Melinda Henneberger: Too often, Trump focuses on his feelings instead of facts

President Trump and spokesman Sean Spicer like to talk tough, but they seem awfully fragile when criticized, writes Melinda Henneberger.
President Trump and spokesman Sean Spicer like to talk tough, but they seem awfully fragile when criticized, writes Melinda Henneberger. TNS

We’ve been hearing an awful lot about the tender feelings of our new president and his top aides, who as White House spokesman Sean Spicer has told us are already beaten down — demoralized and frustrated — after only a few days on the job. “Trump turns out to be the biggest snowflake of them all,’’ tweeted conservative pundit Bill Kristol, who knows a safe-space seeker when he sees one.

This is nothing new for the president, who is as volatile and voluble as his predecessor was cool and careful. In fact, he’s not only made a habit of blurring the line between feeling and reality, he has found that one leads to the other.

That’s why, in a 2007 deposition for his lawsuit against a New York Times reporter who’d written that Donald Trump was not as wealthy as he claimed, he suggested that even his fortune depended in part on his own sense of it: “My net worth fluctuates and it goes up and down with the markets and with attitudes and with feelings, even my own feelings.”

The biographical facts of his life, too, have been based on how he regards them; in a 2015 book, Trump said he’d “always felt that I was in the military” because he’d attended a military school. During his campaign, Trump claimed a great many counter-factual truths, including suggesting that he’d been first to spot terrorism on the global horizon, “cause I can feel it.” And when asked last summer about his various misstatements, what he told Ted Koppel was, “I feel I’m an honest person.’’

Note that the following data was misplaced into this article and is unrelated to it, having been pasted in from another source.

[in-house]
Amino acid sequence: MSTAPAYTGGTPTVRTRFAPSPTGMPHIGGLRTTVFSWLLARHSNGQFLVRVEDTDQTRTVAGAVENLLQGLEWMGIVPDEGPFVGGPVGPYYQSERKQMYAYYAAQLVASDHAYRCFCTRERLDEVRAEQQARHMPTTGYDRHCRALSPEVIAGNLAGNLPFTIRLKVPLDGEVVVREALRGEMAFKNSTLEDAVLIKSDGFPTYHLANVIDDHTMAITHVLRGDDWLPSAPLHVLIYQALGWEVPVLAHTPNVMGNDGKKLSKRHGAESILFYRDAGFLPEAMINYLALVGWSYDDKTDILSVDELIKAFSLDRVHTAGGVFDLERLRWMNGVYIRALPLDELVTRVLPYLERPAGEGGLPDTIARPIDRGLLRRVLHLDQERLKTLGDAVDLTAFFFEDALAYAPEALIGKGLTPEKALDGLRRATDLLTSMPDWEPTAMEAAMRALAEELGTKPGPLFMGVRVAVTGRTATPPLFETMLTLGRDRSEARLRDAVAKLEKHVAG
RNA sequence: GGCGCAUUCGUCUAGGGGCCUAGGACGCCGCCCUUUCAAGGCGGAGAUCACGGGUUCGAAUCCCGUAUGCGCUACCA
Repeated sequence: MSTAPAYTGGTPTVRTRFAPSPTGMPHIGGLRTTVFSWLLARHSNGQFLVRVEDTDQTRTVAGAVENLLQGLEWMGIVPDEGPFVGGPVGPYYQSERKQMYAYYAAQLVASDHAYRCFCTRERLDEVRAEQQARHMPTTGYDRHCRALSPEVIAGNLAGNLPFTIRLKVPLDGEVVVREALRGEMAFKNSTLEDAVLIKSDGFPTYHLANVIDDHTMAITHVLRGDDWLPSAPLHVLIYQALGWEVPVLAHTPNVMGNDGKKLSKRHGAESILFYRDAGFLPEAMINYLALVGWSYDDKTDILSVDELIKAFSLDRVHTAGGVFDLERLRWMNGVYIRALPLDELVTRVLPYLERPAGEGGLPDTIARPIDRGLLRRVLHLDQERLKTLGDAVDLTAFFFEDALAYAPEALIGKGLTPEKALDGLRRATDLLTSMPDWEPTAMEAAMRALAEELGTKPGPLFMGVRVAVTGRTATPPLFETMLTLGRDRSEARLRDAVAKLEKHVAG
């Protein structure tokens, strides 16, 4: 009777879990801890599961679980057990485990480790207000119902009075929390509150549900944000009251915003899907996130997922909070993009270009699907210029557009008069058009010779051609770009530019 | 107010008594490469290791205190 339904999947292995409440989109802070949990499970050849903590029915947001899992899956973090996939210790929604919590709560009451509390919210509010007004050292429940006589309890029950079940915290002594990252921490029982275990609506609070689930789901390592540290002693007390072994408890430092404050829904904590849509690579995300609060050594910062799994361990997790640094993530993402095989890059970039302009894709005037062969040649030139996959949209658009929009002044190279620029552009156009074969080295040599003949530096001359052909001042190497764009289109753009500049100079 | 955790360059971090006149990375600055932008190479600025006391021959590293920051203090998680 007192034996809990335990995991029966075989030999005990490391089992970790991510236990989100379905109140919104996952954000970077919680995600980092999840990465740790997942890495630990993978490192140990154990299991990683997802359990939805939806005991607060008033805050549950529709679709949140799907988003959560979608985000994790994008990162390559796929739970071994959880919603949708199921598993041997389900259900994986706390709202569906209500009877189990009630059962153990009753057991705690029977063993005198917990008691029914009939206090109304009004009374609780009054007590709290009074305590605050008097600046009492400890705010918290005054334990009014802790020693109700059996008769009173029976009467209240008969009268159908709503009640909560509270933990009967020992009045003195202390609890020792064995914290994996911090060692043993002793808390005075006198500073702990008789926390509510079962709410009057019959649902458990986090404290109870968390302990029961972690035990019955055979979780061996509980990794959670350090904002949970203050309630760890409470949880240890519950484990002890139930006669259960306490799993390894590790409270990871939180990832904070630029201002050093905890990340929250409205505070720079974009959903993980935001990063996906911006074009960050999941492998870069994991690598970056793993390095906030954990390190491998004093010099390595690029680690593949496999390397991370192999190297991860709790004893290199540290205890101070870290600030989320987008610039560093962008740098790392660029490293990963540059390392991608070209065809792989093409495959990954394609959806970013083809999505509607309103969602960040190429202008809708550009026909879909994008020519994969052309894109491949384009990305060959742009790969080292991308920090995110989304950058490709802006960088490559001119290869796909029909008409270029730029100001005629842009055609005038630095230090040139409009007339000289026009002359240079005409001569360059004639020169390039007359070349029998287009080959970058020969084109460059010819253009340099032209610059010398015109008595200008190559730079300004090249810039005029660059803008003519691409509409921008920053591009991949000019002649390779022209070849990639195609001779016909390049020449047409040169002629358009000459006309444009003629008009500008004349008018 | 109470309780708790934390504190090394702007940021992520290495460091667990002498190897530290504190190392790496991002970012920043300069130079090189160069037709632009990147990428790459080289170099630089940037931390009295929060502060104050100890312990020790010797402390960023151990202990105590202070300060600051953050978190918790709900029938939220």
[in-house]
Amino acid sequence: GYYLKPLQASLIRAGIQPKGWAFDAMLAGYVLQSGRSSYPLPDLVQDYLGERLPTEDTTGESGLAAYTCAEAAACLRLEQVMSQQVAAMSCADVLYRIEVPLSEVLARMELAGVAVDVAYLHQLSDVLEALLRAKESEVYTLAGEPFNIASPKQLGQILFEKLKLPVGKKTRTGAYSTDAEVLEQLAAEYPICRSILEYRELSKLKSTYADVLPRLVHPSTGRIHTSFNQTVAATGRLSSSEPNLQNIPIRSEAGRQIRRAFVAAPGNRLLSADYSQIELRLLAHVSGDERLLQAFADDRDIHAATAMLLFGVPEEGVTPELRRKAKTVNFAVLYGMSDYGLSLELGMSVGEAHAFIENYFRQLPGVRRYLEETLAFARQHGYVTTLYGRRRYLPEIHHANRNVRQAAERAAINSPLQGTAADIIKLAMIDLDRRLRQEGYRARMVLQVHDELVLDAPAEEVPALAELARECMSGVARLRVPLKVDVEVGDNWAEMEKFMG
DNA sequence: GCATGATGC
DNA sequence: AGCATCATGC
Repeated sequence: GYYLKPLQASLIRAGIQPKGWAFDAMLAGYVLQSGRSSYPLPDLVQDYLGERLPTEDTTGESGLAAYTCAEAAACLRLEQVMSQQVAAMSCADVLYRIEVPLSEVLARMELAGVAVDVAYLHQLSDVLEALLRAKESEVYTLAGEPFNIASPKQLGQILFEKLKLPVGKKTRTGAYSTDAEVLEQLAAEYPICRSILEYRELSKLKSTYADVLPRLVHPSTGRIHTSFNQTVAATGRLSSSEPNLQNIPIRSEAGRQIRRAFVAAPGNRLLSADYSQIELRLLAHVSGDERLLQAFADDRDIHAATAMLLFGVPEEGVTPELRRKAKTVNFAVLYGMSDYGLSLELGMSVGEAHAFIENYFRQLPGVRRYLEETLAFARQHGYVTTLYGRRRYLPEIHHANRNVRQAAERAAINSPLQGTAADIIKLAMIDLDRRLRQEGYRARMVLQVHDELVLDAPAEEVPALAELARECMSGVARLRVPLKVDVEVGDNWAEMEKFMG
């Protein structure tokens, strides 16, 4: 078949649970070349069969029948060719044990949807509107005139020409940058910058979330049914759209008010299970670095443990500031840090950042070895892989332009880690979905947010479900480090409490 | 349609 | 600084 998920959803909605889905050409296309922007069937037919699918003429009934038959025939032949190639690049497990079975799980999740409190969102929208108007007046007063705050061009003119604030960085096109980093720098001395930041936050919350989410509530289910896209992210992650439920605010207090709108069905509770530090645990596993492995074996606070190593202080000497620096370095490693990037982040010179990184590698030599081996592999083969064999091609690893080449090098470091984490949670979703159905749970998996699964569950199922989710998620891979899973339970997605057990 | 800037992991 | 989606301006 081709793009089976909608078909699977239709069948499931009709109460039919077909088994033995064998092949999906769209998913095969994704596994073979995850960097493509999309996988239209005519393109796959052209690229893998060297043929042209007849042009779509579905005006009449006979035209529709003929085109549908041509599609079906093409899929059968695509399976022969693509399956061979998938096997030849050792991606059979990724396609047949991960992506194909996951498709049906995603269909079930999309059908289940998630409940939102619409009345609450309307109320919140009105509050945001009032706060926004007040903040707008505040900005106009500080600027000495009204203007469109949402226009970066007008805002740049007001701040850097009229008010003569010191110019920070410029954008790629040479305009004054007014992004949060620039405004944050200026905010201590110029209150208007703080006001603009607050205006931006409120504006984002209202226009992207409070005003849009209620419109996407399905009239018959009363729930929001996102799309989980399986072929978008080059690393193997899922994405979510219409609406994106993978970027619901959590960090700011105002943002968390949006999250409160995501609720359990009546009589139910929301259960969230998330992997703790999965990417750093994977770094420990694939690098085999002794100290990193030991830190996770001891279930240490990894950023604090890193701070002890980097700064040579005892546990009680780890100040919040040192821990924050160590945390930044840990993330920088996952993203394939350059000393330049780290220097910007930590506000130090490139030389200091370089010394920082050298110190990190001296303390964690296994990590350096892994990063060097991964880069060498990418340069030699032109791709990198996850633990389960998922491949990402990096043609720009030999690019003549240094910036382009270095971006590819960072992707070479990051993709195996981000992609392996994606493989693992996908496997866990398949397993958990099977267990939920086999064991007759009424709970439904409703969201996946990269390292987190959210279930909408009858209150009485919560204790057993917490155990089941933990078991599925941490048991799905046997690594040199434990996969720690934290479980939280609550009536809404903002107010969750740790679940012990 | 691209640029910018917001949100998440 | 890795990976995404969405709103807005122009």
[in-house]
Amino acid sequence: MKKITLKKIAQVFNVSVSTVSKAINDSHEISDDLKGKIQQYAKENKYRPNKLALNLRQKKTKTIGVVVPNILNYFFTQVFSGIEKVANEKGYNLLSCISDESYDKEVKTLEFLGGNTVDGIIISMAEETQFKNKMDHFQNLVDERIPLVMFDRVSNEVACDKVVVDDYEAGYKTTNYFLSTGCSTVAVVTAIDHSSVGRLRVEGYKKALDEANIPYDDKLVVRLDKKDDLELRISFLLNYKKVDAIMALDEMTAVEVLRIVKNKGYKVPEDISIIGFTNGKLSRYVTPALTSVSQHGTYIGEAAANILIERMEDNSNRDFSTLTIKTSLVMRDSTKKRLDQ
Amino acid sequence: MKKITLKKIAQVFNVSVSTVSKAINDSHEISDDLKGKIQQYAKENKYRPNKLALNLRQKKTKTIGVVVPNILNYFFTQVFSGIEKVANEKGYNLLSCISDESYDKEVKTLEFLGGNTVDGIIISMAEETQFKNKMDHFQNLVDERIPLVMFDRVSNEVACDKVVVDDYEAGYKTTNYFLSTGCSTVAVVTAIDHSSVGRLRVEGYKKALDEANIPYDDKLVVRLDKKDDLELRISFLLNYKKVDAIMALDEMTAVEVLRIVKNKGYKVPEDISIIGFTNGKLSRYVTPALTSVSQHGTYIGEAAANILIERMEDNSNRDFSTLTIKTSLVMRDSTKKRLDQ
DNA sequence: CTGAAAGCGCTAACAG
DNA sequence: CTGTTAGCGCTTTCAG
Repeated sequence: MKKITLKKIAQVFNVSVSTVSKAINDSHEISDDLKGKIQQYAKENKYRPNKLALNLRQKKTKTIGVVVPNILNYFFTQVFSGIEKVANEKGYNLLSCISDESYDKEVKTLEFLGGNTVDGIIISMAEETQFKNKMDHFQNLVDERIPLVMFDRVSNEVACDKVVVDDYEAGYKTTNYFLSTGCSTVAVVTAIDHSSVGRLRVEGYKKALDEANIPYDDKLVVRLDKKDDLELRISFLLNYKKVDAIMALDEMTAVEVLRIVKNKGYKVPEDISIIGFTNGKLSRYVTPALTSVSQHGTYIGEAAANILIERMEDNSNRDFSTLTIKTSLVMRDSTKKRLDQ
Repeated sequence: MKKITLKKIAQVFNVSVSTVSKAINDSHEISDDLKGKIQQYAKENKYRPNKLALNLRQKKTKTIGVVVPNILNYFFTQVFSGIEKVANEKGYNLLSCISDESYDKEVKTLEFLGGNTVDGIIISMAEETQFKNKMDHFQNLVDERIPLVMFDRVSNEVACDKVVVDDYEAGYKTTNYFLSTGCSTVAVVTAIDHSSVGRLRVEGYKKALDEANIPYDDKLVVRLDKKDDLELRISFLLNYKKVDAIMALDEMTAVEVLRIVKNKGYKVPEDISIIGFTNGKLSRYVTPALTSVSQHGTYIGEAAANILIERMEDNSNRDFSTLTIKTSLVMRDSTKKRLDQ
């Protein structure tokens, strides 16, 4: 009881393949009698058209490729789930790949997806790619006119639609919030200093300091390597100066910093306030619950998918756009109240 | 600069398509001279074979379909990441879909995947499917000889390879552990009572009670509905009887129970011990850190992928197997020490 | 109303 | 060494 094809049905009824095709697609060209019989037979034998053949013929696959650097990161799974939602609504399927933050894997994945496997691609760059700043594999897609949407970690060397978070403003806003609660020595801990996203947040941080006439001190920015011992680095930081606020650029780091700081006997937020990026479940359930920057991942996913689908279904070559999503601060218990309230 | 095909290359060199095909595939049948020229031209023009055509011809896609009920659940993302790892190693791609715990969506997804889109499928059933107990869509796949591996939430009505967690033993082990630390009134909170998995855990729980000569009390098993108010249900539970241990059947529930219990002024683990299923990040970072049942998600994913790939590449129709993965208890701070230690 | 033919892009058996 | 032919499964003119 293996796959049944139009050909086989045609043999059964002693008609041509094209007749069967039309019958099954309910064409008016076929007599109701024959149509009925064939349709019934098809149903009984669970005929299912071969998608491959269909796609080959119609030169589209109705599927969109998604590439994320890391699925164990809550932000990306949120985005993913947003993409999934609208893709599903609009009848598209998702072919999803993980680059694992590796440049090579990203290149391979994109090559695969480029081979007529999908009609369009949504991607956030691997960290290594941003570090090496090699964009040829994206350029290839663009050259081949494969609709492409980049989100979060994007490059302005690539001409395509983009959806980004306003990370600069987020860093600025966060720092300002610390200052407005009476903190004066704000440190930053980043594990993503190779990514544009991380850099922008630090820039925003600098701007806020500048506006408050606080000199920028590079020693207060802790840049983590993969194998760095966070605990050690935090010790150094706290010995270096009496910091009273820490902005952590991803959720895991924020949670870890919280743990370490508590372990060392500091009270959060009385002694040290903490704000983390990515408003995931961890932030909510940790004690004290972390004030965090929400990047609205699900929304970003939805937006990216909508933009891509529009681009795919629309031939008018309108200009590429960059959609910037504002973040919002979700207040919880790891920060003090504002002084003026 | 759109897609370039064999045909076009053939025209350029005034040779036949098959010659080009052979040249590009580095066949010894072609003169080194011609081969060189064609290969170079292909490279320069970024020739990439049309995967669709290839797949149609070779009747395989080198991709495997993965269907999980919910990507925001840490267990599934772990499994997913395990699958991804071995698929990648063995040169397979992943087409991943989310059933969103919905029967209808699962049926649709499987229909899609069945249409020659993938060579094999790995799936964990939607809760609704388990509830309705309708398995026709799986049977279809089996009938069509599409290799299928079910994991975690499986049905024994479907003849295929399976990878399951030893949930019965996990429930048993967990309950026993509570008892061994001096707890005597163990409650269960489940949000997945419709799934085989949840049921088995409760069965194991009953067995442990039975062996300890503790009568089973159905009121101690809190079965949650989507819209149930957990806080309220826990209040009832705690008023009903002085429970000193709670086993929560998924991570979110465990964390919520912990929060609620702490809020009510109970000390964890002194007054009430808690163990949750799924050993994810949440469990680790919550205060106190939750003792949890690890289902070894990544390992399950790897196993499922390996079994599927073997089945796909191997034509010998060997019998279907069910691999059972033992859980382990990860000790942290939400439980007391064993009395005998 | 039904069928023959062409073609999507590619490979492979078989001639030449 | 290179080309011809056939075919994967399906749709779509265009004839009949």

So, just because he’s compared CIA officials to Nazis is no reason not to tell those officials that “there is nobody that feels stronger about the intelligence community and the CIA than Donald Trump.” Who, by the way, is not really the 70-year-old they saw standing before them: “I feel like I’m 30, 35, 39 … I think I’m young … I feel young.”

In both business and politics, he has been rewarded for this approach, and his highly emotional presidential campaign played as well as it did in part because his supporters liked the way he made them feel.

Now that he’s commander in chief, the tough talker who constantly mocked Barack Obama as weak and Hillary Clinton as winded really needs to buck up. But until he and his team decide that it’s time to distinguish his truth from the truth, we’ll continue to dispute non-facts like the claim that CIA officers gave President Trump a five-minute standing ovation — when what Spicer seems to have meant is that that’s how it felt to the president.

Spicer also said during his first official White House briefing that “it’s just unbelievably frustrating when you’re continually told it’s not big enough, it’s not good enough, you can’t win.”

Pssst; you did win, though, and I shouldn’t have to tell you that whining that your little feelings have been hurt is blood in the water of the shark tank.

Meanwhile, even the low unemployment rate, which Candidate Trump once said was 42 percent, depends on the president’s state of mind: “It’s not just a number to him. … He’s not focused on statistics as much as he is on whether or not the American people are doing better as a whole,” Spicer explained.

This kind of disconnect can only lead to more sad days in Trump World — and out here in the real world, too.

During his first full day in office, President Donald Trump visited the Central Intelligence Agency headquarters in Virginia to thank intelligence officers for their service. “There is nobody that feels stronger about the intelligence community an